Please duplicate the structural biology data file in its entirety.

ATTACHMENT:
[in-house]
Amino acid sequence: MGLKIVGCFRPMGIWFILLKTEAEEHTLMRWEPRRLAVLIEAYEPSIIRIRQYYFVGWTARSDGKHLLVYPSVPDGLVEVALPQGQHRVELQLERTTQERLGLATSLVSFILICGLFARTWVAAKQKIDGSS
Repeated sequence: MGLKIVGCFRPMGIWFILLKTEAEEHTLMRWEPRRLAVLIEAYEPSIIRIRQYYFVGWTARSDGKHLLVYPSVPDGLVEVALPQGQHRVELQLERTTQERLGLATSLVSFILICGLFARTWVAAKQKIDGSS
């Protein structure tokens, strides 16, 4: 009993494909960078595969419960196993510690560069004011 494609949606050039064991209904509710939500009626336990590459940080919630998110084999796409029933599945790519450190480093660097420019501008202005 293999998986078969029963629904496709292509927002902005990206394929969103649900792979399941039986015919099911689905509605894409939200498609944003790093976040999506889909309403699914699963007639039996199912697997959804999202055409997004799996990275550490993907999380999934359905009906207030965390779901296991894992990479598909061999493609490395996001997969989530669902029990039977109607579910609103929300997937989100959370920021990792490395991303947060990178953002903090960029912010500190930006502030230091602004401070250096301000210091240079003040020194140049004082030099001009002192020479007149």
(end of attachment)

[in-house]
Amino acid sequence: MGLKIVGCFRPMGIWFILLKTEAEEHTLMRWEPRRLAVLIEAYEPSIIRIRQYYFVGWTARSDGKHLLVYPSVPDGLVEVALPQGQHRVELQLERTTQERLGLATSLVSFILICGLFARTWVAAKQKIDGSS
Repeated sequence: MGLKIVGCFRPMGIWFILLKTEAEEHTLMRWEPRRLAVLIEAYEPSIIRIRQYYFVGWTARSDGKHLLVYPSVPDGLVEVALPQGQHRVELQLERTTQERLGLATSLVSFILICGLFARTWVAAKQKIDGSS
């Protein structure tokens, strides 16, 4: 009993494909960078595969419960196993510690560069004011 494609949606050039064991209904509710939500009626336990590459940080919630998110084999796409029933599945790519450190480093660097420019501008202005 293999998986078969029963629904496709292509927002902005990206394929969103649900792979399941039986015919099911689905509605894409939200498609944003790093976040999506889909309403699914699963007639039996199912697997959804999202055409997004799996990275550490993907999380999934359905009906207030965390779901296991894992990479598909061999493609490395996001997969989530669902029990039977109607579910609103929300997937989100959370920021990792490395991303947060990178953002903090960029912010500190930006502030230091602004401070250096301000210091240079003040020194140049004082030099001009002192020479007149």